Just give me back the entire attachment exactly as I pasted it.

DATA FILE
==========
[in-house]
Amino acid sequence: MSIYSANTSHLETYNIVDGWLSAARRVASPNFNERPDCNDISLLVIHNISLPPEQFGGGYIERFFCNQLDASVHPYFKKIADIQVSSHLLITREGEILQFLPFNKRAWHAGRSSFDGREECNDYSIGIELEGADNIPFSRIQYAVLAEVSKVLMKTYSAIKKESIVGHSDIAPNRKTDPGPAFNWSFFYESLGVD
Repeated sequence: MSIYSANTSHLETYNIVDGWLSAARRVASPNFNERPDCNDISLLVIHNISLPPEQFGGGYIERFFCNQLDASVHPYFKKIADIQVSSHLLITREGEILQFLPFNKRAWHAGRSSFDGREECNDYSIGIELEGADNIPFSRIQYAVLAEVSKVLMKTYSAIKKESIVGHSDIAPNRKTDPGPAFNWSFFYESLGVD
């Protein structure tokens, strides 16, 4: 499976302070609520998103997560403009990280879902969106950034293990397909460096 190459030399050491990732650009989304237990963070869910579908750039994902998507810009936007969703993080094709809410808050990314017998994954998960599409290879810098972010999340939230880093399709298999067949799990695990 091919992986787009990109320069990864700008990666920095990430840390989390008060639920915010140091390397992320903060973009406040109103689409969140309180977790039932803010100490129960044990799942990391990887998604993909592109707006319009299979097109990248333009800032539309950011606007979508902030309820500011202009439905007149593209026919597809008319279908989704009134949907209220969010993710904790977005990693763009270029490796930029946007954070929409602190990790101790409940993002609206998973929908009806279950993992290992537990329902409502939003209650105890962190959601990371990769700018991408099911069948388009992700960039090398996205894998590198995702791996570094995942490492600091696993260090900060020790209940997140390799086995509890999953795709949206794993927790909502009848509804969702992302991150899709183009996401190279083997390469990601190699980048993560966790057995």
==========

[in-house]
Amino acid sequence: MSIYSANTSHLETYNIVDGWLSAARRVASPNFNERPDCNDISLLVIHNISLPPEQFGGGYIERFFCNQLDASVHPYFKKIADIQVSSHLLITREGEILQFLPFNKRAWHAGRSSFDGREECNDYSIGIELEGADNIPFSRIQYAVLAEVSKVLMKTYSAIKKESIVGHSDIAPNRKTDPGPAFNWSFFYESLGVD
Repeated sequence: MSIYSANTSHLETYNIVDGWLSAARRVASPNFNERPDCNDISLLVIHNISLPPEQFGGGYIERFFCNQLDASVHPYFKKIADIQVSSHLLITREGEILQFLPFNKRAWHAGRSSFDGREECNDYSIGIELEGADNIPFSRIQYAVLAEVSKVLMKTYSAIKKESIVGHSDIAPNRKTDPGPAFNWSFFYESLGVD
């Protein structure tokens, strides 16, 4: 499976302070609520998103997560403009990280879902969106950034293990397909460096 190459030399050491990732650009989304237990963070869910579908750039994902998507810009936007969703993080094709809410808050990314017998994954998960599409290879810098972010999340939230880093399709298999067949799990695990 091919992986787009990109320069990864700008990666920095990430840390989390008060639920915010140091390397992320903060973009406040109103689409969140309180977790039932803010100490129960044990799942990391990887998604993909592109707006319009299979097109990248333009800032539309950011606007979508902030309820500011202009439905007149593209026919597809008319279908989704009134949907209220969010993710904790977005990693763009270029490796930029946007954070929409602190990790101790409940993002609206998973929908009806279950993992290992537990329902409502939003209650105890962190959601990371990769700018991408099911069948388009992700960039090398996205894998590198995702791996570094995942490492600091696993260090900060020790209940997140390799086995509890999953795709949206794993927790909502009848509804969702992302991150899709183009996401190279083997390469990601190699980048993560966790057995």